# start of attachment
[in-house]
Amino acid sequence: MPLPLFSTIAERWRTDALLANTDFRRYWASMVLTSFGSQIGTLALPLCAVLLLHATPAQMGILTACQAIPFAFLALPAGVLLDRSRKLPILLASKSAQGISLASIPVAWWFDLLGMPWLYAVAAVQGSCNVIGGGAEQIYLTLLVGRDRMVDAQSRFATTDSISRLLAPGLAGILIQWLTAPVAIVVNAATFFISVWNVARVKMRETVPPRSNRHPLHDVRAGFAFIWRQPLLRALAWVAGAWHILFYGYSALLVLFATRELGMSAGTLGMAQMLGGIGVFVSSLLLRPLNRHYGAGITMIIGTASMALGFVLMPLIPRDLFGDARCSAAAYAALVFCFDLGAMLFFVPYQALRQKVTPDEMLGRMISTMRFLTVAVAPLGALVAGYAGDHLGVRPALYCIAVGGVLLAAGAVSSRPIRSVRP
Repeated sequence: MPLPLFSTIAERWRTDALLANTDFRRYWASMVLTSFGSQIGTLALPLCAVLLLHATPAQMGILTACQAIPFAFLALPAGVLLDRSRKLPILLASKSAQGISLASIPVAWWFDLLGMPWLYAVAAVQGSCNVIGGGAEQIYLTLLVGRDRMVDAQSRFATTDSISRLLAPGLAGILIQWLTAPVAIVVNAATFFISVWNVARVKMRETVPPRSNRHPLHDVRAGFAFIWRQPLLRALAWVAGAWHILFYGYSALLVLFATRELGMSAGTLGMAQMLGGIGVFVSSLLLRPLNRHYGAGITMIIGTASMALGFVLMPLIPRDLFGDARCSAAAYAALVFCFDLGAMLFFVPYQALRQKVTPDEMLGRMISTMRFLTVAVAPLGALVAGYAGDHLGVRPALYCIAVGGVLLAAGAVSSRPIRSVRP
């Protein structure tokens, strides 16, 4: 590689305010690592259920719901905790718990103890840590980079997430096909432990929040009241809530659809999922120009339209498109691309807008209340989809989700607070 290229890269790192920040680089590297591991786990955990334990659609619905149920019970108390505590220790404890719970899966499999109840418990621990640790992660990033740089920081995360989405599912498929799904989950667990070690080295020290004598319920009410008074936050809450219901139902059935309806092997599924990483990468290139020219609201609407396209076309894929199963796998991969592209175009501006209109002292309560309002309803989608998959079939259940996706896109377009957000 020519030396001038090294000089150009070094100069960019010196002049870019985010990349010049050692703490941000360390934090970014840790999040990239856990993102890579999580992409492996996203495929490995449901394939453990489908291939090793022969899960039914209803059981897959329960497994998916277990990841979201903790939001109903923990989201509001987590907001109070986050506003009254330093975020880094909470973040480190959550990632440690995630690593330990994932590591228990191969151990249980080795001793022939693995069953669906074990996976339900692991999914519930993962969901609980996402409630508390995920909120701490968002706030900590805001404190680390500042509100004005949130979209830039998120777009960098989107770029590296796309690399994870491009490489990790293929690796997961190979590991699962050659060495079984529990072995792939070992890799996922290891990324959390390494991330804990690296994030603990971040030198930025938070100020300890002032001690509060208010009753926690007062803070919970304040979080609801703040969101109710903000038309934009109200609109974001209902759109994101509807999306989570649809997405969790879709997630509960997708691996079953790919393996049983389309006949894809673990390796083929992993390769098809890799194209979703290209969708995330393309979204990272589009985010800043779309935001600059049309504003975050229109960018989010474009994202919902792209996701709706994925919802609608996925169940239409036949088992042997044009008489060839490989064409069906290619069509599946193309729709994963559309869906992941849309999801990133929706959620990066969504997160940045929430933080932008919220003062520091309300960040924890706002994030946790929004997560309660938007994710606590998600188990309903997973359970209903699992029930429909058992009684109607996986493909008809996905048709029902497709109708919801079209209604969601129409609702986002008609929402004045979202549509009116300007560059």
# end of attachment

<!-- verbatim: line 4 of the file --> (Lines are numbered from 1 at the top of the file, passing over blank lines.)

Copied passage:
């Protein structure tokens, strides 16, 4: 590689305010690592259920719901905790718990103890840590980079997430096909432990929040009241809530659809999922120009339209498109691309807008209340989809989700607070 290229890269790192920040680089590297591991786990955990334990659609619905149920019970108390505590220790404890719970899966499999109840418990621990640790992660990033740089920081995360989405599912498929799904989950667990070690080295020290004598319920009410008074936050809450219901139902059935309806092997599924990483990468290139020219609201609407396209076309894929199963796998991969592209175009501006209109002292309560309002309803989608998959079939259940996706896109377009957000 020519030396001038090294000089150009070094100069960019010196002049870019985010990349010049050692703490941000360390934090970014840790999040990239856990993102890579999580992409492996996203495929490995449901394939453990489908291939090793022969899960039914209803059981897959329960497994998916277990990841979201903790939001109903923990989201509001987590907001109070986050506003009254330093975020880094909470973040480190959550990632440690995630690593330990994932590591228990191969151990249980080795001793022939693995069953669906074990996976339900692991999914519930993962969901609980996402409630508390995920909120701490968002706030900590805001404190680390500042509100004005949130979209830039998120777009960098989107770029590296796309690399994870491009490489990790293929690796997961190979590991699962050659060495079984529990072995792939070992890799996922290891990324959390390494991330804990690296994030603990971040030198930025938070100020300890002032001690509060208010009753926690007062803070919970304040979080609801703040969101109710903000038309934009109200609109974001209902759109994101509807999306989570649809997405969790879709997630509960997708691996079953790919393996049983389309006949894809673990390796083929992993390769098809890799194209979703290209969708995330393309979204990272589009985010800043779309935001600059049309504003975050229109960018989010474009994202919902792209996701709706994925919802609608996925169940239409036949088992042997044009008489060839490989064409069906290619069509599946193309729709994963559309869906992941849309999801990133929706959620990066969504997160940045929430933080932008919220003062520091309300960040924890706002994030946790929004997560309660938007994710606590998600188990309903997973359970209903699992029930429909058992009684109607996986493909008809996905048709029902497709109708919801079209209604969601129409609702986002008609929402004045979202549509009116300007560059």